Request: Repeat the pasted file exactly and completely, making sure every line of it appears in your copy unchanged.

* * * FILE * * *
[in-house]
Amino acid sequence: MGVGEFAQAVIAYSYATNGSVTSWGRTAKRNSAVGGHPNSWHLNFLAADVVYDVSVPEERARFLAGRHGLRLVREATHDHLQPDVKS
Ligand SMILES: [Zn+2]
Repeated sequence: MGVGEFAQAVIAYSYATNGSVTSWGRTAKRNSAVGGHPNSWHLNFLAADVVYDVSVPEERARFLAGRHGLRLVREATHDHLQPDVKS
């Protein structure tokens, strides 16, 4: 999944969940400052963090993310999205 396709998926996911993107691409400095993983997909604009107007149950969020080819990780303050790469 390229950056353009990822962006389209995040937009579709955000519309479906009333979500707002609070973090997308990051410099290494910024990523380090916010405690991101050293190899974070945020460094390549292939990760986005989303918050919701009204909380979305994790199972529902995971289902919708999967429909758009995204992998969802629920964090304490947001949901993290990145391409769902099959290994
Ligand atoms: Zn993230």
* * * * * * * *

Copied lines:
[in-house]
Amino acid sequence: MGVGEFAQAVIAYSYATNGSVTSWGRTAKRNSAVGGHPNSWHLNFLAADVVYDVSVPEERARFLAGRHGLRLVREATHDHLQPDVKS
Ligand SMILES: [Zn+2]
Repeated sequence: MGVGEFAQAVIAYSYATNGSVTSWGRTAKRNSAVGGHPNSWHLNFLAADVVYDVSVPEERARFLAGRHGLRLVREATHDHLQPDVKS
């Protein structure tokens, strides 16, 4: 999944969940400052963090993310999205 396709998926996911993107691409400095993983997909604009107007149950969020080819990780303050790469 390229950056353009990822962006389209995040937009579709955000519309479906009333979500707002609070973090997308990051410099290494910024990523380090916010405690991101050293190899974070945020460094390549292939990760986005989303918050919701009204909380979305994790199972529902995971289902919708999967429909758009995204992998969802629920964090304490947001949901993290990145391409769902099959290994
Ligand atoms: Zn993230």